Devinci Launches Three 29er Mountain Bikes & a Lightweight Road Bike
Devinci, which is tucked away in Canada’s far north, has only recently dipped its toes into the U.S. market with their Dave Weagle designed, Split Pivot mountain bikes. I’ve had a chance to ride the Dixon, and it’s a solid, solid bike.
For 2012, they’re bringing the road bikes in, too, and they’re launching their first ever 29er mountain bikes with a full range. The new Atlas 29er is based on the 110mm travel Dexter 26″ bike. They tried to mimic everything and managed to get the chainstay length within a hair of the 26″ bike, putting it at 428mm where the Dexter is 423mm. They also mimicked the travel, giving the Atlas 110mm of movement out back.
The suspension uses Dave Weagle’s Split Pivot with their geometry adjusting linkage at the rear of the linkage arm. Using a flippable insert, the bike can sit low and long or tall and tight. Swapping it to the low position brings the bottom bracket down a bit and extends the chainstay length to 430mm. All without changing travel.
The seat tube and pivot points all had to be really worked over to keep the chainstays so short. The goal was to have it handle just like their 26″ bikes.
Bottom bracket is PF92.
The Medium Atlas comes in at 28lbs 13oz with an average build.
The Wooky Alloy 29er is one of two hardtails. It starts at $1,300 and will have one higher end build option.
The alloy versions have less aggressive geometry with a shorter top tube. It comes in at 28lbs even for the Medium.
Next up the ladder is the Wooky Carbon 29er that starts at $2,500. It has internal cable routing, a massive downtube and squared off top tube and stays to make it as strong as possible.
The carbon version gets a longer top tube and higher BB for a more aggressive ride.It’s meant for racing.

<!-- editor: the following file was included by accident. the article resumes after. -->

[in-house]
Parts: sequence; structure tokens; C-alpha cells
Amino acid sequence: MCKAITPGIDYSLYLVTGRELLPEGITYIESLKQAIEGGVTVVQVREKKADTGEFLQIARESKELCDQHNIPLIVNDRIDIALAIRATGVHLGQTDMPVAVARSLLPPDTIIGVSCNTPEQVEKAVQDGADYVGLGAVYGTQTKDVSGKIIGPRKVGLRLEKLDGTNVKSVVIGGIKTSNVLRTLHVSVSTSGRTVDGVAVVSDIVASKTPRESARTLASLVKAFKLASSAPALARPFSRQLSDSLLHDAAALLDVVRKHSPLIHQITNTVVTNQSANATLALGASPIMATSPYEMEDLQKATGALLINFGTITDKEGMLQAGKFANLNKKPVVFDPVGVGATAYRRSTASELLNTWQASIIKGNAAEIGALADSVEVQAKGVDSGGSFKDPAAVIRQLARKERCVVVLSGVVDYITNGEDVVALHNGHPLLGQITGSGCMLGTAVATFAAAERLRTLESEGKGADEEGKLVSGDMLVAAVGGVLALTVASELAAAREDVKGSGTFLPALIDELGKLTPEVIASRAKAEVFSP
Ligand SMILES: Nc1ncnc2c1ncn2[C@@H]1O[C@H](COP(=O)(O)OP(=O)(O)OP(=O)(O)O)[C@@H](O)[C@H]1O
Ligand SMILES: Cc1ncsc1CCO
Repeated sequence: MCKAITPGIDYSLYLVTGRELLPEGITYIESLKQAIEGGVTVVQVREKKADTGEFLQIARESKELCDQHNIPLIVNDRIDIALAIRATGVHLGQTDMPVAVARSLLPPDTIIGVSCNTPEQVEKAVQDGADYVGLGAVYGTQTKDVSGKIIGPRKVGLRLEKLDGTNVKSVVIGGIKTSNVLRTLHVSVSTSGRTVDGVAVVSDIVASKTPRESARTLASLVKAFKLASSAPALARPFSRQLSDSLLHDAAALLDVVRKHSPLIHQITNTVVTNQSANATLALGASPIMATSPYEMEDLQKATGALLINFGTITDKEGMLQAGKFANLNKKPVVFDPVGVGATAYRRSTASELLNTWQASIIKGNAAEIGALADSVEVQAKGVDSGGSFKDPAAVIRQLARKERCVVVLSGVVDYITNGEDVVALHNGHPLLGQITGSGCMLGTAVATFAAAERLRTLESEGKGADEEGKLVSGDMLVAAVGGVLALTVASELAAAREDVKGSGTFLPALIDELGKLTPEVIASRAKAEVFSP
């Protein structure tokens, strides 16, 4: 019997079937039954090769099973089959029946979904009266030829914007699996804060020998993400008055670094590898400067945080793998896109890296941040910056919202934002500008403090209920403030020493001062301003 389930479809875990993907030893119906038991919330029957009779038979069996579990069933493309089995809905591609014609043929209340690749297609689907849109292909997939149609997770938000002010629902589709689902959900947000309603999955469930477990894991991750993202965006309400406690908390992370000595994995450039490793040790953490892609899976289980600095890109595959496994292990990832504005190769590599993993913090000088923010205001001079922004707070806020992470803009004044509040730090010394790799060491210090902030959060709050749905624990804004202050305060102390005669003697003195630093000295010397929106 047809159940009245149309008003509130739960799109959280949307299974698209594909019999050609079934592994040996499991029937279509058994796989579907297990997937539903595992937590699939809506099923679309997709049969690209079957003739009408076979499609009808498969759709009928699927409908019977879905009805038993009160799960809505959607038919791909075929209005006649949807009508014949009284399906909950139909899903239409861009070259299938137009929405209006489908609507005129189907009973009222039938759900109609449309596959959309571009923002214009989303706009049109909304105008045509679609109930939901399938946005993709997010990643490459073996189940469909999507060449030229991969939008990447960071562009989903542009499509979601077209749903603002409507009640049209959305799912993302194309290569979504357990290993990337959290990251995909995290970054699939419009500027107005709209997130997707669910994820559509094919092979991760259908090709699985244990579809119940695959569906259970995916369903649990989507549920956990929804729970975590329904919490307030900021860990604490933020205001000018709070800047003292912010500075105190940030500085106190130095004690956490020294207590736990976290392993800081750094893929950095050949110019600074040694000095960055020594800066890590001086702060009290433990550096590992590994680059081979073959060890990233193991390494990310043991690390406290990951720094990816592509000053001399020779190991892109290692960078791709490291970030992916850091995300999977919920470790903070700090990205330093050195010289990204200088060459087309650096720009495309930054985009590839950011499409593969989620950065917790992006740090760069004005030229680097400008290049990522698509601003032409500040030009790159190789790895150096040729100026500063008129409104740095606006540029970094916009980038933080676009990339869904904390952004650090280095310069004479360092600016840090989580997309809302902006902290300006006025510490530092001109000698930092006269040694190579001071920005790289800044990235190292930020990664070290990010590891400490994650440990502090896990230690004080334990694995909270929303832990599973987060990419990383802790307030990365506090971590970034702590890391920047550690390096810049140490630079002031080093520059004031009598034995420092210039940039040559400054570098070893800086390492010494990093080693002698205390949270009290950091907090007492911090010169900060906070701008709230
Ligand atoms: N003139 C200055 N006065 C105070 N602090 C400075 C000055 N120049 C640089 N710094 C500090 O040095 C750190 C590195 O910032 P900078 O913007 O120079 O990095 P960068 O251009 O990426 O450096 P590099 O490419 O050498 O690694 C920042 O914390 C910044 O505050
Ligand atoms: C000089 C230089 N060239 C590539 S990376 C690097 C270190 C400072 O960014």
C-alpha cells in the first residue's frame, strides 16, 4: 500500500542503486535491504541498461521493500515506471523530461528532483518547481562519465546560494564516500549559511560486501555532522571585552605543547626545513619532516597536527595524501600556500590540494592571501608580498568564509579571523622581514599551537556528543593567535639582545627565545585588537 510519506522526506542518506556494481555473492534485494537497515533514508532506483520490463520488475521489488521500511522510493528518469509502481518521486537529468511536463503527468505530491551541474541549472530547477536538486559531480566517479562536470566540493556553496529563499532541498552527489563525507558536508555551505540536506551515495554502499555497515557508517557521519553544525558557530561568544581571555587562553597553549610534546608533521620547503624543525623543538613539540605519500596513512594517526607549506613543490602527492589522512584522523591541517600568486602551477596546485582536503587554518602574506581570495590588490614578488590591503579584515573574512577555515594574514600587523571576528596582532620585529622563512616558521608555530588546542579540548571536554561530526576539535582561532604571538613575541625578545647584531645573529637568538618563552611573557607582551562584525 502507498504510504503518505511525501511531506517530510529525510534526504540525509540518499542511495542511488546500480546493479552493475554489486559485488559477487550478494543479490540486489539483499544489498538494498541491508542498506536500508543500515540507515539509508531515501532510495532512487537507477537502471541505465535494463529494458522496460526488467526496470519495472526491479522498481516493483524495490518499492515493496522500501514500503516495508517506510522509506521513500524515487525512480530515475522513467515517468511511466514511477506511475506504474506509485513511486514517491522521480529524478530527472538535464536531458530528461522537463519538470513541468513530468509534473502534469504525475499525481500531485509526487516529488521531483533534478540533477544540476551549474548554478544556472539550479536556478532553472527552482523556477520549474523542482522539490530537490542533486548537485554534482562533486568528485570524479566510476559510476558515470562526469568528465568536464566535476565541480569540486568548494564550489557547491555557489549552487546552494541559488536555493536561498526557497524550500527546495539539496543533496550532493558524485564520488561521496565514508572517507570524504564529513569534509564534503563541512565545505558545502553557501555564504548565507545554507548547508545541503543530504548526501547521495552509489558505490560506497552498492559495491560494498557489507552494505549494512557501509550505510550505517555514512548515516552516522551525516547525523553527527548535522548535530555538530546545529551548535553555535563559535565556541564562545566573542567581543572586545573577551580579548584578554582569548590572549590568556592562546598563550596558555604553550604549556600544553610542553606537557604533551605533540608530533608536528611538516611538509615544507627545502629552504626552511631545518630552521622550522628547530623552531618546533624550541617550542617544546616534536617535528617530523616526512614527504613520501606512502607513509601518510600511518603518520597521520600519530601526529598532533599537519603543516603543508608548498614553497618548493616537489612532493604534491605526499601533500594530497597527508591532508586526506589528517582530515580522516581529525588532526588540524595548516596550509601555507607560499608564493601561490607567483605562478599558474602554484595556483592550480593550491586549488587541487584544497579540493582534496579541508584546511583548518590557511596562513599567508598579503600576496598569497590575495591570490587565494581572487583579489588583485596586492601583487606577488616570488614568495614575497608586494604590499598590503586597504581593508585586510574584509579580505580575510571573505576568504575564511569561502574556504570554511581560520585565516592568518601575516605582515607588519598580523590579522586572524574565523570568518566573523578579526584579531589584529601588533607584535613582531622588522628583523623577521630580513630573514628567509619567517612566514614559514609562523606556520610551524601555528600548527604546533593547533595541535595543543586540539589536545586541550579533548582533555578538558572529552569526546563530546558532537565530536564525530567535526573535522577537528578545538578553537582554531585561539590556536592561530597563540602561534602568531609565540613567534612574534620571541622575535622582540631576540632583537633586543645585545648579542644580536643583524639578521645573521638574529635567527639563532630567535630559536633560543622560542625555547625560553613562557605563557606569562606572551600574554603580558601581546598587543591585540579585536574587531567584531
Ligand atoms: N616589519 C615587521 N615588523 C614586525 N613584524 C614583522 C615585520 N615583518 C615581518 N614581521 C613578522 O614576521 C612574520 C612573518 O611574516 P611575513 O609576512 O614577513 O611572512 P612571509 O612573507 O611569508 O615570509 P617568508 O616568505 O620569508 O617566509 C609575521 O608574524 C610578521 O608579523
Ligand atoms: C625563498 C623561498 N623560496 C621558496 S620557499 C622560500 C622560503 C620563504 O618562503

Weight is 25lbs 10oz for the Medium with X9 and a Reba fork.
Wilson DH bike gets a new carbon fiber seatstay. It keeps the frame more rigid during full compression, and it’s lighter. It saves about a quarter pound over the all alloy version. Product manager Gabe says it makes it 35% stiffer and it’s a $200 upgrade.
Devinci started their company with a touring bike before expanding to road and mountain…but they’ve come a long way. The new Leo SL road bike uses a two part construction called Dual Core Fusion. This means the top tube through seat stays are made to offer compliance while the downtube, BB and chainstays are very stiff to be as efficient as possible.
It’s fully Di2 compatible with internal cable routing and uses an asymmetric BB86 with oversized downtube.
Extended seat tube combined with the straight seat stays provide better lateral rigidity than their other road bikes’ S-bend stays while still providing a bit of backward flex of the saddle for comfort.
MSRP starts at $3300 with Ultegra and goes up to $4,500 for Ultegra Di2, then goes custom. Frame weight is 930g for medium (claimed). The complete bike with Dura-Ace is 15lbs 7oz.
All of their frames have a lifetime warranty.